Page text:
Games industry killing itself over used games

One of the largest problems facing the games industry today is used games. Publishers can’t compete with the low prices and have launched campaigns trying to persuade customers that buying used games hurt developers. This is almost certainly true but the problem is, as so often with situations like this, not used games but how games as a medium are developed and sold. Let me describe why this phenomenon exists and what developers can do to change it today.
Books and movies are more rarely sold used then games

There is a market for used books and movies, and it’s pretty large, but nowhere near as large as for games. This is because the products leave a lingering thought with the consumer that they “might want to see / read it again”. In this post I’ll call this emotional impact.

I’m not saying that games don’t have emotional impact, in fact they might have more emotional impact then traditional media, but in games it works a bit differently.

Traditional media is completely based on narrative

Narrative has always been a way for humans to interpret the things happening around us, in other words; we look for patterns that might not be there. Putting stories on events to make them understandable.

Traditional media is a way to channel this interest by offering interesting stories, that have been thought out before hand and then feeding them to the audience. We’ve been doing it since long before Shakespeare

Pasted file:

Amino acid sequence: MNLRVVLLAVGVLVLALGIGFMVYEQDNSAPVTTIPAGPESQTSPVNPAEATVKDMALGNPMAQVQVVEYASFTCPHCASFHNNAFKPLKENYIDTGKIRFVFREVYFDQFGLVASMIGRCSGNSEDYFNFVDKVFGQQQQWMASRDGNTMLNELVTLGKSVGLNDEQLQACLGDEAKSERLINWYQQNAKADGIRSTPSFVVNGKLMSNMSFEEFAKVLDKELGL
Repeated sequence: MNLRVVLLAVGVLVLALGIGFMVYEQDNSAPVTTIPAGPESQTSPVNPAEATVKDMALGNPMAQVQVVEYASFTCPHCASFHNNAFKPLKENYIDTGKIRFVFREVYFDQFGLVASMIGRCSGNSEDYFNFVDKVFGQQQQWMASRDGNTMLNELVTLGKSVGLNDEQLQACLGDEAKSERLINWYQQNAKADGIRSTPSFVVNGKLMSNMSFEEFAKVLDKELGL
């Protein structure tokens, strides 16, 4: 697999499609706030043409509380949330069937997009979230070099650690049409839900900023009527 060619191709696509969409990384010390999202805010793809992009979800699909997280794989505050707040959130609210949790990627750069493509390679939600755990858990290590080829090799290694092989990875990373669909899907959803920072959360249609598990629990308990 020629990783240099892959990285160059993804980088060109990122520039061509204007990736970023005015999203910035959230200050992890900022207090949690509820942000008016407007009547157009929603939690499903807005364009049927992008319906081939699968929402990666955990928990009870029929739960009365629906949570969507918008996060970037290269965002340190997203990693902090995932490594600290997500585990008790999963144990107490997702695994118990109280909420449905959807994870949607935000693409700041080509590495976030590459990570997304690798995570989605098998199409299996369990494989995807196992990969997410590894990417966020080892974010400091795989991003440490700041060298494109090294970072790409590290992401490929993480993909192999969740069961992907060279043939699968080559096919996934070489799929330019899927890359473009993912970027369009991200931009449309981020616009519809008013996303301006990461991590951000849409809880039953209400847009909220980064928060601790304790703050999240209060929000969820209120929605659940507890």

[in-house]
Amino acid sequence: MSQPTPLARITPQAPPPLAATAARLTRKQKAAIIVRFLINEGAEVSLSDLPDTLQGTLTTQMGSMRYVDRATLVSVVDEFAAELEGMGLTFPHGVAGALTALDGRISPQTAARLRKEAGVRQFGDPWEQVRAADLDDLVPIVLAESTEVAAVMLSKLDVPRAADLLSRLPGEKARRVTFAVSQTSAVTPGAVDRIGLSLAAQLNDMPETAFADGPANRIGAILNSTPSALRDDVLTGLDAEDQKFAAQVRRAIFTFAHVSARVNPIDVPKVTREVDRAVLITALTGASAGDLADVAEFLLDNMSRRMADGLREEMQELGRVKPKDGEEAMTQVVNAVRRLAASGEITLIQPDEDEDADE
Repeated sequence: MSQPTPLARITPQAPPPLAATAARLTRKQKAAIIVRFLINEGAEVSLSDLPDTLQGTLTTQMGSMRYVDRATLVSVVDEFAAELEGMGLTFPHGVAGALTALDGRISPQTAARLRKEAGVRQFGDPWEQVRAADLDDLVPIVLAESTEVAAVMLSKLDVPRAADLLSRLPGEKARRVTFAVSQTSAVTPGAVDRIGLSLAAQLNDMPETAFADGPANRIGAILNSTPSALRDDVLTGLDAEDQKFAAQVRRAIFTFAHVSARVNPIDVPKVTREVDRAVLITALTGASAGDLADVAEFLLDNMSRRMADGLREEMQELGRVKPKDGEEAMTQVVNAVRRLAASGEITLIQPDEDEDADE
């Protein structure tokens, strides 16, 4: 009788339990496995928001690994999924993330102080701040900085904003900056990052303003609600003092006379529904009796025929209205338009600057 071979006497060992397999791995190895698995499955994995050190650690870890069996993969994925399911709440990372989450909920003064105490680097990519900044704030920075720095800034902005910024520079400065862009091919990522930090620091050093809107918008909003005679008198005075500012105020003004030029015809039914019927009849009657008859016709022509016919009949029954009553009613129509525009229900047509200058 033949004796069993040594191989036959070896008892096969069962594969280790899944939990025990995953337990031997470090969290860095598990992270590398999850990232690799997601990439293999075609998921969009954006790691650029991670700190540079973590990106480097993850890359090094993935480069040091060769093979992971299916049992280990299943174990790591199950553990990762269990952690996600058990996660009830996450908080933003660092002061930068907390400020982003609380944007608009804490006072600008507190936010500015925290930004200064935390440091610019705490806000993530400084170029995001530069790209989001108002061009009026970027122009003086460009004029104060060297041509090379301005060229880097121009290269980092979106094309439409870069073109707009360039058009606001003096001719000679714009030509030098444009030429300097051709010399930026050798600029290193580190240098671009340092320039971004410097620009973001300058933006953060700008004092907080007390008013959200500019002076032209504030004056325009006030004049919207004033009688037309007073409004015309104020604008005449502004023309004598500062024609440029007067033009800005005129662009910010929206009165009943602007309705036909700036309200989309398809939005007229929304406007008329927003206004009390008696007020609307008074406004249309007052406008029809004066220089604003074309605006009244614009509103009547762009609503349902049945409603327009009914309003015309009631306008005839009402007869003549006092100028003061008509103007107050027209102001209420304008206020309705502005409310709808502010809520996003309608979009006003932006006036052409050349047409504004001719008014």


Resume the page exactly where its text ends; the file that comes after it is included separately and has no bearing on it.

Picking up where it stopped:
When a movie, book or any work of fiction presents us with a narrative that we particularly like we achieve a sense of satisfaction. Known in story telling as catharsis.

Games don’t work like this

Games have two sets of narrative going on at once; the story narrative that is usually fed to the player (s) in more or less sophisticated ways. The game mechanical narrative, the story that the player build by doing things in the game: “I ran around the wall and shot that guy from behind, I’m such a ninja!“.

The first narrative is directly comparable to traditional media and is the dominant narrative in games such as the Final Fantasy series or the Metal Gear series. The emotional impact of these games are usually quite high and sure enough, you’ll find a lot less of them on the used shelves at your local Gamestop.

The second narrative however, is unique to games as a medium. It is the dominant form of narrative in games such as Battlefield or Gran Turismo. These games can be resold without much emotional impact because the main experience is already experienced. Playing the game again won’t be as interesting.

Let’s compare this to a vacation trip. The pictures from said vacation are valuable, because they let the consumer remember the experience. But going back will be different, we all know this, that’s why we don’t always travel to the same spots.

Experiencing the game mechanic again can often be more interesting by playing the sequel or a similar game. A consumer will rarely play the same game again if there aren’t new goals to reach or if similar games and sequels are noticeably different. (If your game is a shooter you’ll probably not ever get consumers to do more then one play through. If that.)

So how are we going to solve this?

From this point of view, I’ve identified three key ways of making more emotional impact and staying of the used games shelf: